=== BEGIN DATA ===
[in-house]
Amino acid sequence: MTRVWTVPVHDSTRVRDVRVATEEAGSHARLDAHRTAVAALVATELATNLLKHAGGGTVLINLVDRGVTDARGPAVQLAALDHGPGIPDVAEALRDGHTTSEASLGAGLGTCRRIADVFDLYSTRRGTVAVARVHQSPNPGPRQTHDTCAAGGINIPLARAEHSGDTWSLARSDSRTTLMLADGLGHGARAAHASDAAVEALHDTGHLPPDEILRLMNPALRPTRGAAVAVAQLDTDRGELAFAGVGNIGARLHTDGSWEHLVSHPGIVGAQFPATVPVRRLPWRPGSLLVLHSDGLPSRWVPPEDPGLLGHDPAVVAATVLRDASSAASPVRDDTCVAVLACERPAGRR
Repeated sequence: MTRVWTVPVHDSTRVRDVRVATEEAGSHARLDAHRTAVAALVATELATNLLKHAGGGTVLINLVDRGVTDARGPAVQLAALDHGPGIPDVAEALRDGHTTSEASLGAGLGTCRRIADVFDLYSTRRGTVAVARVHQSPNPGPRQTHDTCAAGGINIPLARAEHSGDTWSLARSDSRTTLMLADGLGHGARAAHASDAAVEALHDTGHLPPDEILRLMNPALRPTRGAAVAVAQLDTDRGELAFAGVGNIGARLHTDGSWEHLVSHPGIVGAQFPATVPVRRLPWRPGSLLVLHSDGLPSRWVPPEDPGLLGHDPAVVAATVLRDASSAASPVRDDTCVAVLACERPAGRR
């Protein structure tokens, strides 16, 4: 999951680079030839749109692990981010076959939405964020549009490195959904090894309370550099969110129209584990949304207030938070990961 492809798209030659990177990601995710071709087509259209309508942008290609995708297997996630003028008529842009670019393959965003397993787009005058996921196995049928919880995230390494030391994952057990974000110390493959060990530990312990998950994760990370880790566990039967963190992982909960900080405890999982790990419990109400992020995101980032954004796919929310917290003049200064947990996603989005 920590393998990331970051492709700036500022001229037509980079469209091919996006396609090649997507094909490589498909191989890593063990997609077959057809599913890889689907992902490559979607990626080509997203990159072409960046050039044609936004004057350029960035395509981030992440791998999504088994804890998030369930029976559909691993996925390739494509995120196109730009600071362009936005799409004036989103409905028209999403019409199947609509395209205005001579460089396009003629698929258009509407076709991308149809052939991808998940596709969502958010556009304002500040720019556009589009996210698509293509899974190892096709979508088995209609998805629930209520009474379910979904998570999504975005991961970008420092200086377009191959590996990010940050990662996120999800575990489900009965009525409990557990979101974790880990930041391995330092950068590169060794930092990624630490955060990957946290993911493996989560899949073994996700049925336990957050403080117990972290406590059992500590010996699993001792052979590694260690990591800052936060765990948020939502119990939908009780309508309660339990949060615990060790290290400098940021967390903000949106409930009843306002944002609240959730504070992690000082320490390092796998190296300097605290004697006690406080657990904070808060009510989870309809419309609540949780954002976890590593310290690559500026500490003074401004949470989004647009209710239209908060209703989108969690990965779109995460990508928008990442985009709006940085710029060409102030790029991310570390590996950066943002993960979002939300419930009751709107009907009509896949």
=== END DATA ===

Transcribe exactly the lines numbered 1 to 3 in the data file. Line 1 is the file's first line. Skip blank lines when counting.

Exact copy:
[in-house]
Amino acid sequence: MTRVWTVPVHDSTRVRDVRVATEEAGSHARLDAHRTAVAALVATELATNLLKHAGGGTVLINLVDRGVTDARGPAVQLAALDHGPGIPDVAEALRDGHTTSEASLGAGLGTCRRIADVFDLYSTRRGTVAVARVHQSPNPGPRQTHDTCAAGGINIPLARAEHSGDTWSLARSDSRTTLMLADGLGHGARAAHASDAAVEALHDTGHLPPDEILRLMNPALRPTRGAAVAVAQLDTDRGELAFAGVGNIGARLHTDGSWEHLVSHPGIVGAQFPATVPVRRLPWRPGSLLVLHSDGLPSRWVPPEDPGLLGHDPAVVAATVLRDASSAASPVRDDTCVAVLACERPAGRR
Repeated sequence: MTRVWTVPVHDSTRVRDVRVATEEAGSHARLDAHRTAVAALVATELATNLLKHAGGGTVLINLVDRGVTDARGPAVQLAALDHGPGIPDVAEALRDGHTTSEASLGAGLGTCRRIADVFDLYSTRRGTVAVARVHQSPNPGPRQTHDTCAAGGINIPLARAEHSGDTWSLARSDSRTTLMLADGLGHGARAAHASDAAVEALHDTGHLPPDEILRLMNPALRPTRGAAVAVAQLDTDRGELAFAGVGNIGARLHTDGSWEHLVSHPGIVGAQFPATVPVRRLPWRPGSLLVLHSDGLPSRWVPPEDPGLLGHDPAVVAATVLRDASSAASPVRDDTCVAVLACERPAGRR